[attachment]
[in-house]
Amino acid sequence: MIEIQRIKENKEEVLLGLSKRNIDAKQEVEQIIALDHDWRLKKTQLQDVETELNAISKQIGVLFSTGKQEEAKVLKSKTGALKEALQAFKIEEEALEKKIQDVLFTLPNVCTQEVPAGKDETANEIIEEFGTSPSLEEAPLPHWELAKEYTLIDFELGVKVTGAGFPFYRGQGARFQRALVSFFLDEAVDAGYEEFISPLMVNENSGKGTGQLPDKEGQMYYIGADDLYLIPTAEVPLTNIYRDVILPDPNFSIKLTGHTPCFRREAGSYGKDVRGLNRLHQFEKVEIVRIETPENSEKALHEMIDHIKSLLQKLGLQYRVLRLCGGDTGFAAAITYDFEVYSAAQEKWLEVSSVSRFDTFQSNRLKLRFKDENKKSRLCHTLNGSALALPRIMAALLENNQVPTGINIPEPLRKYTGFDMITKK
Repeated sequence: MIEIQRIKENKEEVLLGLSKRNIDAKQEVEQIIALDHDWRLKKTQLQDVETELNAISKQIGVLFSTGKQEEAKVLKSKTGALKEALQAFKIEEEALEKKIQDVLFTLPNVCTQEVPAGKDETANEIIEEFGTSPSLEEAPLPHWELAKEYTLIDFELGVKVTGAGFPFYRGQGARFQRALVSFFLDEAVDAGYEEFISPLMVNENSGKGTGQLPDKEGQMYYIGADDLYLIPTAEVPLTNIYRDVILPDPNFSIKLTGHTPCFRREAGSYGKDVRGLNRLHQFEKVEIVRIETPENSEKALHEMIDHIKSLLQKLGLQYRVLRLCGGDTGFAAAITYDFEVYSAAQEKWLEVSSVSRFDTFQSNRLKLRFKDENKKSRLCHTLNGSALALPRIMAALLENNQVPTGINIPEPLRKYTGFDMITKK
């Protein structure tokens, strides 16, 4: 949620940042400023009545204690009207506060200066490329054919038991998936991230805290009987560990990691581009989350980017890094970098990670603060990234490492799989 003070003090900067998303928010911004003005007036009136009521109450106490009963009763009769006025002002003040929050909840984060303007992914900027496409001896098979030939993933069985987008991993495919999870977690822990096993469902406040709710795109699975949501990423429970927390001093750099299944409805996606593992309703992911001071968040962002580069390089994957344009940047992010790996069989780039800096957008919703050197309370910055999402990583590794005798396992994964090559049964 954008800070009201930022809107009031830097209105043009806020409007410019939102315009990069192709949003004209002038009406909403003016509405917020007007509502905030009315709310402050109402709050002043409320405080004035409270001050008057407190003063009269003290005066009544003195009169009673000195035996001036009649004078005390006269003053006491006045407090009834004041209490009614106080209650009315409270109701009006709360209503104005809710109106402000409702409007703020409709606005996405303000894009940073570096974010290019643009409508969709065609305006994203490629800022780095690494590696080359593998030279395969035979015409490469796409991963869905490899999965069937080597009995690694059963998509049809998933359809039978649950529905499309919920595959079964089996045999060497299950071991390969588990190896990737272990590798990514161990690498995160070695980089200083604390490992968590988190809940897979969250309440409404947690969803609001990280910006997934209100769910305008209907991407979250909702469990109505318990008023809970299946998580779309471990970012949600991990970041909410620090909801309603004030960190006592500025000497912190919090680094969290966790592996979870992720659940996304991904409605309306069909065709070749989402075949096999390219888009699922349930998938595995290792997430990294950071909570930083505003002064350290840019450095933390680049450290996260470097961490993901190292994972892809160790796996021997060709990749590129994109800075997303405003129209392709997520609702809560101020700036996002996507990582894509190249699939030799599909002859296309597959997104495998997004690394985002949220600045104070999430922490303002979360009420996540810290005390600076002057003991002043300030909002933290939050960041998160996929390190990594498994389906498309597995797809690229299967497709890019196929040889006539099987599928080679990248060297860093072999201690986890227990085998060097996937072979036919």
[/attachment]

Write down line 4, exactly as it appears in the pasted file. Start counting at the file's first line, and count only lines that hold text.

């Protein structure tokens, strides 16, 4: 949620940042400023009545204690009207506060200066490329054919038991998936991230805290009987560990990691581009989350980017890094970098990670603060990234490492799989 003070003090900067998303928010911004003005007036009136009521109450106490009963009763009769006025002002003040929050909840984060303007992914900027496409001896098979030939993933069985987008991993495919999870977690822990096993469902406040709710795109699975949501990423429970927390001093750099299944409805996606593992309703992911001071968040962002580069390089994957344009940047992010790996069989780039800096957008919703050197309370910055999402990583590794005798396992994964090559049964 954008800070009201930022809107009031830097209105043009806020409007410019939102315009990069192709949003004209002038009406909403003016509405917020007007509502905030009315709310402050109402709050002043409320405080004035409270001050008057407190003063009269003290005066009544003195009169009673000195035996001036009649004078005390006269003053006491006045407090009834004041209490009614106080209650009315409270109701009006709360209503104005809710109106402000409702409007703020409709606005996405303000894009940073570096974010290019643009409508969709065609305006994203490629800022780095690494590696080359593998030279395969035979015409490469796409991963869905490899999965069937080597009995690694059963998509049809998933359809039978649950529905499309919920595959079964089996045999060497299950071991390969588990190896990737272990590798990514161990690498995160070695980089200083604390490992968590988190809940897979969250309440409404947690969803609001990280910006997934209100769910305008209907991407979250909702469990109505318990008023809970299946998580779309471990970012949600991990970041909410620090909801309603004030960190006592500025000497912190919090680094969290966790592996979870992720659940996304991904409605309306069909065709070749989402075949096999390219888009699922349930998938595995290792997430990294950071909570930083505003002064350290840019450095933390680049450290996260470097961490993901190292994972892809160790796996021997060709990749590129994109800075997303405003129209392709997520609702809560101020700036996002996507990582894509190249699939030799599909002859296309597959997104495998997004690394985002949220600045104070999430922490303002979360009420996540810290005390600076002057003991002043300030909002933290939050960041998160996929390190990594498994389906498309597995797809690229299967497709890019196929040889006539099987599928080679990248060297860093072999201690986890227990085998060097996937072979036919």